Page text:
Kwaoboadi, (E/R), May 31, GNA – Mr James S. Amoakohene, Programmes Director of the Hunger Project (THP) Ghana, has observed that hunger issues could not be holistically dealt with, without creating awareness on climate change on the environment and agriculture.
Mr Amoakohene said understanding the underlining factors of climate change and its effect on farming and the need to adopt best practices in farming including innovations were key to ending hunger.
He made the observation at a durbar organised by the Hunger Project Ghana, to celebrate the World Hunger Day , at Kwaoboadi, a farming community in the Akyemansa district on the theme “Sustainable Solutions to Hunger”..
According to the Director, the world hunger day was on the calendar of their activities since 2011 to create awareness in finding sustainable solutions in ending hunger and poverty.
Mr Amoakohene said statistics about hunger over the world was worrying mentioning that 821 million people in the world did not have enough to eat and out of the “world hungry 60 per cent were women and 98 per cent of the world undernourished lived in developing countries including Ghana.
In order to improve farming practices that would increase productivity to improve the livelihood of farmers, he disclosed that THP in collaboration with Alliance of a Green Revolution in Africa (AGRA) and the Ministry of Agriculture had trained 1,120 community based advisors in the Bono region.
He noted that they in turn would reach out to over 300,000 smallholder farmers in the next three years on education on best farming practices and alternative livelihood programmes.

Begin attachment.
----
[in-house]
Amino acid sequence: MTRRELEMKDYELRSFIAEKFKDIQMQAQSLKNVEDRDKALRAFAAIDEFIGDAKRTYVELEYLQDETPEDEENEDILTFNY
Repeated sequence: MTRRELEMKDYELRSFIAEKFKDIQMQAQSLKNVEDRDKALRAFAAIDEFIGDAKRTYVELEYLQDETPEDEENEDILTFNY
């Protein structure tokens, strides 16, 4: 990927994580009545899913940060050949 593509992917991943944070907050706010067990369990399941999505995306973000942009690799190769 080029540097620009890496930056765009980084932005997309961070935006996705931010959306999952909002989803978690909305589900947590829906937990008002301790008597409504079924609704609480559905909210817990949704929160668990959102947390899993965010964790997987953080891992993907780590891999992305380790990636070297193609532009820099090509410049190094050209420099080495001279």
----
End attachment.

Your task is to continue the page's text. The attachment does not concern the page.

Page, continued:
Again, the Hunger project was collaborating with GIZ in the implementation of the Green Innovation Centers Project, in seven regions in Ghana in the development of maize and rice value chain, all geared towards efforts in ending hunger in Ghana.
A representative of the Ghana health Service (GHS), Ms Gifty Sunu, said the effects of hunger had culminated in the double burden of malnutrition, under-nutrition, stunting and wasting and micronutrient deficiencies.
She said for lack of nutritional foods due to hunger, many pregnant women were anaemic describing it as a serious public health threat.
The chief of Kwaoboadi, Nana Kwaku Boateng commended the Hunger project Ghana for their consistent activities in the area of agriculture and health towards ending hunger and poverty in the rural communities.
Earlier, there was demonstration of how to cook nutritious foods with the local farm produce by members in the community as well as a float through the community to create awareness on hunger.